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Active Directory 2008 : Managing Security Settings (part 2) - The Security Configuration Wizard

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7/17/2013 8:13:57 PM

4. The Security Configuration Wizard

You can use the Security Configuration Wizard to enhance the security of a server by closing ports and disabling services not required for the server’s roles.

The Security Configuration Wizard can be launched from the home page of Server Manager (in the Security Information section) or from the Administrative Tools folder.

There is also a command-line version of the tool, scwcmd.exe. Type scwcmd.exe/? at Command Prompt for help on the command, or see http://go.microsoft.com/fwlink/?LinkId=168678.

The Security Configuration Wizard is a next-generation security management tool, more advanced than the Security Configuration And Analysis snap-in. The Security Configuration Wizard is role based in accordance with the role-based configuration of Windows Server 2008 R2. The Security Configuration Wizard creates a security policy—an .xml file—that configures the following:

  • Services

  • Network security including firewall rules

  • Registry values

  • Audit policy

  • Other settings based on the roles of a server

That security policy can then be modified, applied to another server, or transformed into a GPO for deployment to multiple systems.

Creating a Security Policy

To create a security policy:

  1. Launch the Security Configuration Wizard from the Administrative Tools folder or the Security Information section on the home page of Server Manager.

    You can open the Security Configuration Wizard Help file by clicking the Security Configuration Wizard link on the first page of the wizard.

  2. Click Next.

  3. On the Configuration Action page, click Create A New Security Policy, and then click Next.

  4. Enter the name of the server to scan and analyze, and then click Next.

The security policy is based on the roles being performed by the specified server. You must be an administrator on the server for the analysis of its roles to proceed. Ensure also that all applications using inbound IP ports are running before you run the Security Configuration Wizard.

The Security Configuration Wizard begins the analysis of the selected server’s roles. It uses a security configuration database that defines services and ports required for each server role supported by the Security Configuration Wizard. The security configuration database is a set of .xml files installed in %SystemRoot%\Security\Msscw\Kbs.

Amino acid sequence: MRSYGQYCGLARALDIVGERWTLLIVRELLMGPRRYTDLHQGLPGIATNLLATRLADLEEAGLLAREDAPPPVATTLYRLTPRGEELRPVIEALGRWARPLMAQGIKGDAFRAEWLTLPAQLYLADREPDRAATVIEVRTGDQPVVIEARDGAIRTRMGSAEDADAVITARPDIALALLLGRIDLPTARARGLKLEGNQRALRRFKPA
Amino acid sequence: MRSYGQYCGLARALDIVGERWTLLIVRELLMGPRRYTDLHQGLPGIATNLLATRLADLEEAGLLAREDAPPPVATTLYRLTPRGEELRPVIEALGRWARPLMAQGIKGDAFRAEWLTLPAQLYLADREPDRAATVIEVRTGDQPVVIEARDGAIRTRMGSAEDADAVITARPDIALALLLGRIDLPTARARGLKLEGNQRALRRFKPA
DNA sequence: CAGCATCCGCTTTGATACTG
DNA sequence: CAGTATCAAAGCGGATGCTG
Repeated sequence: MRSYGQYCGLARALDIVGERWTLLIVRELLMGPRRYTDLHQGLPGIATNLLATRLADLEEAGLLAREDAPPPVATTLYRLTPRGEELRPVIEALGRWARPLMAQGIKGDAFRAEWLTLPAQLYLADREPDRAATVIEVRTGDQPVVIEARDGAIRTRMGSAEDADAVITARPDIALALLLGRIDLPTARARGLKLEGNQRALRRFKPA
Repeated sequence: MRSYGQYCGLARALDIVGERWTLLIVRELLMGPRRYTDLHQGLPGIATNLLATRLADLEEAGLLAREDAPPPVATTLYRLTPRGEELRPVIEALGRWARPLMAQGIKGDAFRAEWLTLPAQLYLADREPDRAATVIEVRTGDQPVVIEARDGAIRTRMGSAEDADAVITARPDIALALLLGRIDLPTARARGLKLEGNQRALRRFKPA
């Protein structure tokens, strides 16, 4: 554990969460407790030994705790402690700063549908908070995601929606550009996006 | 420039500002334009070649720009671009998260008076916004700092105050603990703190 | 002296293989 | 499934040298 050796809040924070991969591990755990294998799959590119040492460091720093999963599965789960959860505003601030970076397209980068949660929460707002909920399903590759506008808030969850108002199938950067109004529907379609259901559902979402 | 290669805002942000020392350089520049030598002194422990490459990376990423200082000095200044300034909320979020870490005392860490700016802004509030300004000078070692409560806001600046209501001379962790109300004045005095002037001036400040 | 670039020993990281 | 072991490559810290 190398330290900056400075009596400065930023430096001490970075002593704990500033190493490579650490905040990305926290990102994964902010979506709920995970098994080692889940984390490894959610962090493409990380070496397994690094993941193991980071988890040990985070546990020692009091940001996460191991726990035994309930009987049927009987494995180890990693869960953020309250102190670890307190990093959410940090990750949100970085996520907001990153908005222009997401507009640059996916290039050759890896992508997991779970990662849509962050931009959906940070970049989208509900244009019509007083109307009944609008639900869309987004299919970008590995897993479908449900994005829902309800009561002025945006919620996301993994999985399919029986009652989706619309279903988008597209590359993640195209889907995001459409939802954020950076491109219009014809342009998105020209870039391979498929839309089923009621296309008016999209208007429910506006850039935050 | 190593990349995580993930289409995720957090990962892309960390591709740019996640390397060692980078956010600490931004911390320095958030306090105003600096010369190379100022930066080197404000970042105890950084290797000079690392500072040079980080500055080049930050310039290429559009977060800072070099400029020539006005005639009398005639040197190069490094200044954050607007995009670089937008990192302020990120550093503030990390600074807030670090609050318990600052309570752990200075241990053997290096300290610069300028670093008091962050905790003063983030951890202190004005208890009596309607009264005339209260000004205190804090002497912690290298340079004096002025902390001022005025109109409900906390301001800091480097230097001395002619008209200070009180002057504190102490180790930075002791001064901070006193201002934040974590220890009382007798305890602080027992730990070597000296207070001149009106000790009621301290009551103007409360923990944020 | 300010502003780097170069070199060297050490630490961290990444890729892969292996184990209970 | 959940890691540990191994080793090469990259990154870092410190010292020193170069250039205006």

Note

CENTRALIZING THE SECURITY CONFIGURATION DATABASE

In an enterprise environment, centralize the security configuration database so that administrators use the same database when running the Security Configuration Wizard. Copy the files in the %SystemRoot%\Security\Msscw\Kbs folder to a network folder. Then launch the Security Configuration Wizard with the Scw.exe command, using the syntax scw.exe /kb DatabaseLocation. For example, the command scw.exe /kb \\server01\scwkb launches the Security Configuration Wizard, using the security configuration database in the shared folder scwkb on SERVER01.

The Security Configuration Wizard uses the security configuration database to scan the selected server and identifies the following:

  • Roles that are installed on the server

  • Roles that the server is likely to be performing

  • Services installed on the server but not defined in the security configuration database

  • IP addresses and subnets configured for the server

The information discovered about the server is saved in a file named Main.xml. This server-specific file is called the configuration database, not to be confused with the security configuration database used by the Security Configuration Wizard to perform the analysis. To display the configuration database, click View Configuration Database on the Processing Security Configuration page.

The initial settings in the configuration database are called the baseline settings. After the server has been scanned and the configuration database has been created, you have the opportunity to modify the database, which will be used to generate the security policy to configure services, firewall rules, registry settings, and audit policies. The security policy can then be applied to the server or to other servers playing similar roles. The Security Configuration Wizard presents each of these four categories of the security policy in a section—a series of wizard pages: